By Dave Ongie, News Editor
Dennis Baxter, manager of the river and reservoir compliance monitoring program for the TVA, spent some time out on Boone Lake last Wednesday afternoon with his colleagues surveying the fish population in the rising waters of the reservoir.
What he saw was beyond encouraging. As an electrofishing boat crawled through the water and emitted an electrical current that brought stunned fish bobbing to the surface, it was apparent the fish population in Boone Lake has continued to hold its own during an extended drawdown made necessary by the Boone Dam Project.
Not only were older fish visible, a strong group of younger fish – a result of last year’s spawn – are present in large enough numbers to set the stage for some amazing fishing in the years to come.
“It’s going to be an explosion of game fish,” Baxter told the News & Neighbor on Thursday. “We’re excited in the next couple years watching the population. We’re seeing great year classes. That means it’s going to be great fishing.”
The results of the latest fish survey have to come as a sigh of relief for the biologists at the TVA who have been partnering with personnel at the Tennessee Wildlife Resource Agency to monitor the health of Boone Lake during repairs to the dam.
Aquatic life has been monitored twice a year since a sinkhole was discovered in the embankment at Boone Dam back in Oct. 2014, which kick-started an eight-year project aimed at shoring up the dam and allowing the reservoir to return to full-pool. TVA biologist Jon Michael Mollish and water resource specialist Shannon O’Quinn have worked tirelessly to ensure fish monitoring efforts that extend back to 1991 have remained as accurate as possible.
This spring, the reservoir has been allowed to rise to levels not seen in nearly seven years as the repairs are tested. If all goes well, Boone Lake is expected to return to normal operations next year. What should follow is a boom in fishing that already has folks as far away as Chattanooga asking Baxter when Boone Lake will be ready.
“Once the word is out, people will come from everywhere to fish that,” Baxter said, adding that a blend of stripers, bass, trout and even some walleye offer a variety that will be attractive to anglers. “You have a mixed bag there that can draw a lot of anglers staying in the motels, eating in the restaurants, buying the tackle and the fuel – it will be an economic boom.”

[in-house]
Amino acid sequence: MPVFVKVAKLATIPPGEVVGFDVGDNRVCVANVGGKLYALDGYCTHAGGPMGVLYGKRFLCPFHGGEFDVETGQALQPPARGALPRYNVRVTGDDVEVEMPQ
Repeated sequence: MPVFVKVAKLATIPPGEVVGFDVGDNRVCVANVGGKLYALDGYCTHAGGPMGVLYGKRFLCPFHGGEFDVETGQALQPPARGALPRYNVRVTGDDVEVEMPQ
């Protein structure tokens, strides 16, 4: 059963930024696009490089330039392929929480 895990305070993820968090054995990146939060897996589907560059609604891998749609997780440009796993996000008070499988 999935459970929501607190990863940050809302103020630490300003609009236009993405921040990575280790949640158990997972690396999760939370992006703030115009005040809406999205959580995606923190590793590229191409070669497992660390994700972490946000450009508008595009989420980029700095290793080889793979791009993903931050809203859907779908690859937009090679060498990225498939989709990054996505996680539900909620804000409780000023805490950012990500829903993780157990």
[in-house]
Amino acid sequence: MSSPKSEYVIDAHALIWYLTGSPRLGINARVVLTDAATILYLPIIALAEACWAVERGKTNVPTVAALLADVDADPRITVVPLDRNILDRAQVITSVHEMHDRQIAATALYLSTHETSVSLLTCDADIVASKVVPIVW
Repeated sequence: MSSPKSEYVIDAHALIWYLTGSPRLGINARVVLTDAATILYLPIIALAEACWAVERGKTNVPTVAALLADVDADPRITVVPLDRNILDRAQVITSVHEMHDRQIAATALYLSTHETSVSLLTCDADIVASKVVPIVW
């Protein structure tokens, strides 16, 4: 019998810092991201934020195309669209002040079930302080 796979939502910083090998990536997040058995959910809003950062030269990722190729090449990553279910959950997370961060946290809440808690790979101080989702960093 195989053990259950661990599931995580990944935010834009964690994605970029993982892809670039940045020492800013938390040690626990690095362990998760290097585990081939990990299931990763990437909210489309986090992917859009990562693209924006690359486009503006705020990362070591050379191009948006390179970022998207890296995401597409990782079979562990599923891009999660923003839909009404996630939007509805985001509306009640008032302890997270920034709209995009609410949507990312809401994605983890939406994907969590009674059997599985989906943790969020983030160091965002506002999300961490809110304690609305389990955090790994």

That is music to the ears of those who own the marinas and other businesses that have struggled to survive through the extended drawdown. But the anticipated boom in fishing did not happen by accident.
While the water was down, the TVA and TWRA partnered on projects to help enhance the habitat fish would eventually reclaim once the water level came back up. Fish-friendly vegetation was planted, and concrete “reef balls” were placed to help encourage strong spawns. If all that isn’t enough, the TWRA plans to resume regularly scheduled stocking, which will only add to the natural spawn already occurring in the reservoir.
Boone Lake isn’t officially scheduled to resume normal operations until next year, but folks are likely to see the reservoir at or near traditional summer pool in the months ahead as testing continues on the repairs. That will likely draw more people to Boone Lake to fish, swim and boat, and Baxter had some reminders with that in mind.
First, he recommended that boaters slow down and be courteous on the water. Floating debris is always a hazard on Boone Lake, but it could be more common this year given the amount of time logs and other items had to accumulate on the lakebed during the drawdown.
“Make sure you have a clear path in front of you when you’re driving, and obey the safe boating rules in your TWRA digest,” he said, adding that lifejackets are a must. “I wear mine all the time, and I’m a rescue diver. I know enough to put that thing on because if I fall unconscious, I will drown.”